Revealing the Burden of maternal mortality: a probabilistic model for determining pregnancy-related causes of death from verbal autopsies

Immpact, University of Aberdeen, Aberdeen, Scotland, UK.
Population Health Metrics (Impact Factor: 2.11). 02/2007; 5(1):1. DOI: 10.1186/1478-7954-5-1
Source: PubMed


Substantial reductions in maternal mortality are called for in Millennium Development Goal 5 (MDG-5), thus assuming that maternal mortality is measurable. A key difficulty is attributing causes of death for the many women who die unaided in developing countries. Verbal autopsy (VA) can elicit circumstances of death, but data need to be interpreted reliably and consistently to serve as global indicators. Recent developments in probabilistic modelling of VA interpretation are adapted and assessed here for the specific circumstances of pregnancy-related death.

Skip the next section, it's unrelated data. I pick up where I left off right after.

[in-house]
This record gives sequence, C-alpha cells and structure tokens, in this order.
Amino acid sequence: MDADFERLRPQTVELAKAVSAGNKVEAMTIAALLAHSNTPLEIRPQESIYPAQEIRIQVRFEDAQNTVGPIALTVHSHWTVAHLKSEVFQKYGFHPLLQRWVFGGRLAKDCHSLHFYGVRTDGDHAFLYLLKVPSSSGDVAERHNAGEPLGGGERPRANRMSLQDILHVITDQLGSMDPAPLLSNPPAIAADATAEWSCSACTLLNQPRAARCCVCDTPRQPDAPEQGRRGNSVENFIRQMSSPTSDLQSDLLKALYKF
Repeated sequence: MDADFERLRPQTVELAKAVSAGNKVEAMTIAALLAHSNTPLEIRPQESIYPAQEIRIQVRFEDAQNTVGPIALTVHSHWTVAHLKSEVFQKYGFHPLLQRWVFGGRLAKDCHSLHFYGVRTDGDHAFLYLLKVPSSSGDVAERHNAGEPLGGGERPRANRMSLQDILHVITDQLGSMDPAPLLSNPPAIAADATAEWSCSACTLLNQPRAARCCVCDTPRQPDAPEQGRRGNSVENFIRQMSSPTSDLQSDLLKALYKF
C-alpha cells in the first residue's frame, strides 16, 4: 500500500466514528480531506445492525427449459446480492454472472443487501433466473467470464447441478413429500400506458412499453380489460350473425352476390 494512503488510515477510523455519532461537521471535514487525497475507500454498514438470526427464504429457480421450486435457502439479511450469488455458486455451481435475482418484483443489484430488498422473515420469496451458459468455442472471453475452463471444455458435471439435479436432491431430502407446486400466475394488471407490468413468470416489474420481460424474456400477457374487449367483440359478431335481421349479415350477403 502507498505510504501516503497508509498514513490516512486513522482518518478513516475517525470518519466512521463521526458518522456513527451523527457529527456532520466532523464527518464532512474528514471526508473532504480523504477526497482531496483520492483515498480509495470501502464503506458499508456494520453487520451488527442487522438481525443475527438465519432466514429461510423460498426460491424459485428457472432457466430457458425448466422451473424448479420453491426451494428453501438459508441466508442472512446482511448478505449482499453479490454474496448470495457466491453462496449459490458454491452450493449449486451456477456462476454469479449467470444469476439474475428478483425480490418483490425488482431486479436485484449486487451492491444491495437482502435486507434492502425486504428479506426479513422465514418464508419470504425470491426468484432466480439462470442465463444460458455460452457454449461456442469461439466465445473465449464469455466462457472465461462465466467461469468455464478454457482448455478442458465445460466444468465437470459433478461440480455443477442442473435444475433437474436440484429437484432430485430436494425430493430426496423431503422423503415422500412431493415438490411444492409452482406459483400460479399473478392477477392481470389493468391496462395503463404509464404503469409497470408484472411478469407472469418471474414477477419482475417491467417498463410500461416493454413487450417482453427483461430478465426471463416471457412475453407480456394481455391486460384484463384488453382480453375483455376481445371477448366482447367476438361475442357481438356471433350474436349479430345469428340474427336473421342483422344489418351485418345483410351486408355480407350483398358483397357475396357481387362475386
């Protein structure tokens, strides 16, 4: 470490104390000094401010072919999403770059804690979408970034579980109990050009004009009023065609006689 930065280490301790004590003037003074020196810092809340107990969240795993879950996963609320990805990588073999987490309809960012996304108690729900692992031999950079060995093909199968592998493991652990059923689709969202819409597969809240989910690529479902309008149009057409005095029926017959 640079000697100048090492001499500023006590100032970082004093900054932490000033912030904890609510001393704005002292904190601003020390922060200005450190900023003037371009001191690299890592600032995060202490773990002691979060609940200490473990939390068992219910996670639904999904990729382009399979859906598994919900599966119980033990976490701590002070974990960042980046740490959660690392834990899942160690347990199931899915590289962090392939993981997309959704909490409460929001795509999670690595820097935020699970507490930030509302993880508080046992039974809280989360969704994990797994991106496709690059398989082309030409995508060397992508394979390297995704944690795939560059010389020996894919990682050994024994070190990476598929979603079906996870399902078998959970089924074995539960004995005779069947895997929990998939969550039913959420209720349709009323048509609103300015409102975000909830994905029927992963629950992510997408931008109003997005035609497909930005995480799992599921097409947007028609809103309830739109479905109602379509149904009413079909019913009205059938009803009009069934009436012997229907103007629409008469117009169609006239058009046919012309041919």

A preliminary version of the InterVA-M probabilistic VA interpretation model was developed and refined with adult female VA data from several sources, and then assessed against 258 additional VA interviews from Burkina Faso. Likely causes of death produced by the model were compared with causes previously determined by local physicians. Distinction was made between free-text and closed-question data in the VA interviews, to assess the added value of free-text material on the model's output.
Following rationalisation between the model and physician interpretations, cause-specific mortality fractions were broadly similar. Case-by-case agreement between the model and any of the reviewing physicians reached approximately 60%, rising to approximately 80% when cases with a discrepancy were reviewed by an additional physician. Cardiovascular disease and malaria showed the largest differences between the methods, and the attribution of infections related to pregnancy also varied. The model estimated 30% of deaths to be pregnancy-related, of which half were due to direct causes. Data derived from free-text made no appreciable difference.